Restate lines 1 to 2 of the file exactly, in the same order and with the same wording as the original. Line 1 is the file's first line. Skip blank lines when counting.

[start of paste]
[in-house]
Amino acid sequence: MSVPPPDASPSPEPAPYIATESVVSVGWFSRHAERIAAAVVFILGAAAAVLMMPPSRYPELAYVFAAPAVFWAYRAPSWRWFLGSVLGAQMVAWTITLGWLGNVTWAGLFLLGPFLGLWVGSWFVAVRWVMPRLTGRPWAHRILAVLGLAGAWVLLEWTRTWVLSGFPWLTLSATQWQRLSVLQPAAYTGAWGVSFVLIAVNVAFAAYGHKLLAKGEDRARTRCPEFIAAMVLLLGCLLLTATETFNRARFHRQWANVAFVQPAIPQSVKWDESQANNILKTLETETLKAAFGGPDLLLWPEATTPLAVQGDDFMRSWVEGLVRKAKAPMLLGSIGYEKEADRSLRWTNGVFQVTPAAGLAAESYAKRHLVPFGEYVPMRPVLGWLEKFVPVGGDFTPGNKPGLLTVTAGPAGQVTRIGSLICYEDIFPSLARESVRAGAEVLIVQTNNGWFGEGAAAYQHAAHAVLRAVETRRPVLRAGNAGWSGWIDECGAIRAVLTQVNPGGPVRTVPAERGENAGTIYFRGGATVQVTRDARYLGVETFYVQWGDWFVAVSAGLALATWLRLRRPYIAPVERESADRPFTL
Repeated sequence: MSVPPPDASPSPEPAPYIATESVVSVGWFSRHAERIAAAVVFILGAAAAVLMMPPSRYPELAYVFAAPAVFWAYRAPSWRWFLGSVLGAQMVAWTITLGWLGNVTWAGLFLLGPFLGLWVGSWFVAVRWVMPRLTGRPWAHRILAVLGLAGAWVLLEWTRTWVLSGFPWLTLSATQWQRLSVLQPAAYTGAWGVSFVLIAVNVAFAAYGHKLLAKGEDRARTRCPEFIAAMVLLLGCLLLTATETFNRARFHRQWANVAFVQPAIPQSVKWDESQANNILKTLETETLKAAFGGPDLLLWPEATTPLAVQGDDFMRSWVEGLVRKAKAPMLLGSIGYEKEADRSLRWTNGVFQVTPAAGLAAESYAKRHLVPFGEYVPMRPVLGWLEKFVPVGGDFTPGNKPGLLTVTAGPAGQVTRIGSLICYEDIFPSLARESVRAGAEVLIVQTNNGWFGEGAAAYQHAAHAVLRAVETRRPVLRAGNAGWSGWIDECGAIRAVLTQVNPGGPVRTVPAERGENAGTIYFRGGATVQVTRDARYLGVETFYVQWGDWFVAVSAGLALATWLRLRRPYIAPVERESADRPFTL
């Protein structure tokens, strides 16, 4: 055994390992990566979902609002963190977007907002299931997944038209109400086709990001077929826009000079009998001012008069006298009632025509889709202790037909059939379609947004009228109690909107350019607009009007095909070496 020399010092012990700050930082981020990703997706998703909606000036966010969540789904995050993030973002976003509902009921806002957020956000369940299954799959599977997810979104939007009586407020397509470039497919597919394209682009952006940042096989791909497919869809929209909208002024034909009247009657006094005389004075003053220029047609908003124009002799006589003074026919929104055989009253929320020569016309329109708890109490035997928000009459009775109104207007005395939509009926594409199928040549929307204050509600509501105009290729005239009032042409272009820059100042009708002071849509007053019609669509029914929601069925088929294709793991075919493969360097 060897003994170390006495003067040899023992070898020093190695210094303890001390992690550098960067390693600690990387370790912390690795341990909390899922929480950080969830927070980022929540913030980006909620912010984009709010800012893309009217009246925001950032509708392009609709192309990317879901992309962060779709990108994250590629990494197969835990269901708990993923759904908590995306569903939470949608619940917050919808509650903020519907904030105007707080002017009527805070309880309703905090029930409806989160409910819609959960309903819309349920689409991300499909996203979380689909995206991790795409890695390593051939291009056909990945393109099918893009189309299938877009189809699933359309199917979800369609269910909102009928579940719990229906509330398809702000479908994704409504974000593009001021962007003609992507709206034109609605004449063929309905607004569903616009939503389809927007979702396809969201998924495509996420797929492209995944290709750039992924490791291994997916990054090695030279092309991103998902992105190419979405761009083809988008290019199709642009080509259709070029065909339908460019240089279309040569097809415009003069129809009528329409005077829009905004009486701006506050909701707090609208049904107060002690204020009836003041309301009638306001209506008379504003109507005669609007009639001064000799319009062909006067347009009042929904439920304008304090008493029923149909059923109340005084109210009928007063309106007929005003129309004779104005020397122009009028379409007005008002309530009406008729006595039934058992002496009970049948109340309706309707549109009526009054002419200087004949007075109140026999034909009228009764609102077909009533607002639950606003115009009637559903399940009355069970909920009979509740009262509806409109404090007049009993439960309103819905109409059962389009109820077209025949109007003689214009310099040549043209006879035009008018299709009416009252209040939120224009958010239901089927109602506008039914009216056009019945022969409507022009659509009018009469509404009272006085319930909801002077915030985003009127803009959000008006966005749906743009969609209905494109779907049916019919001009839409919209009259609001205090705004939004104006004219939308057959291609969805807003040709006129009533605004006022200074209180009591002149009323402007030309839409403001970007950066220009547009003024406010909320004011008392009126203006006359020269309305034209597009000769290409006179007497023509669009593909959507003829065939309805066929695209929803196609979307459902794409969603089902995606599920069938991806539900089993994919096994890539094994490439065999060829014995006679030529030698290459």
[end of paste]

[in-house]
Amino acid sequence: MSVPPPDASPSPEPAPYIATESVVSVGWFSRHAERIAAAVVFILGAAAAVLMMPPSRYPELAYVFAAPAVFWAYRAPSWRWFLGSVLGAQMVAWTITLGWLGNVTWAGLFLLGPFLGLWVGSWFVAVRWVMPRLTGRPWAHRILAVLGLAGAWVLLEWTRTWVLSGFPWLTLSATQWQRLSVLQPAAYTGAWGVSFVLIAVNVAFAAYGHKLLAKGEDRARTRCPEFIAAMVLLLGCLLLTATETFNRARFHRQWANVAFVQPAIPQSVKWDESQANNILKTLETETLKAAFGGPDLLLWPEATTPLAVQGDDFMRSWVEGLVRKAKAPMLLGSIGYEKEADRSLRWTNGVFQVTPAAGLAAESYAKRHLVPFGEYVPMRPVLGWLEKFVPVGGDFTPGNKPGLLTVTAGPAGQVTRIGSLICYEDIFPSLARESVRAGAEVLIVQTNNGWFGEGAAAYQHAAHAVLRAVETRRPVLRAGNAGWSGWIDECGAIRAVLTQVNPGGPVRTVPAERGENAGTIYFRGGATVQVTRDARYLGVETFYVQWGDWFVAVSAGLALATWLRLRRPYIAPVERESADRPFTL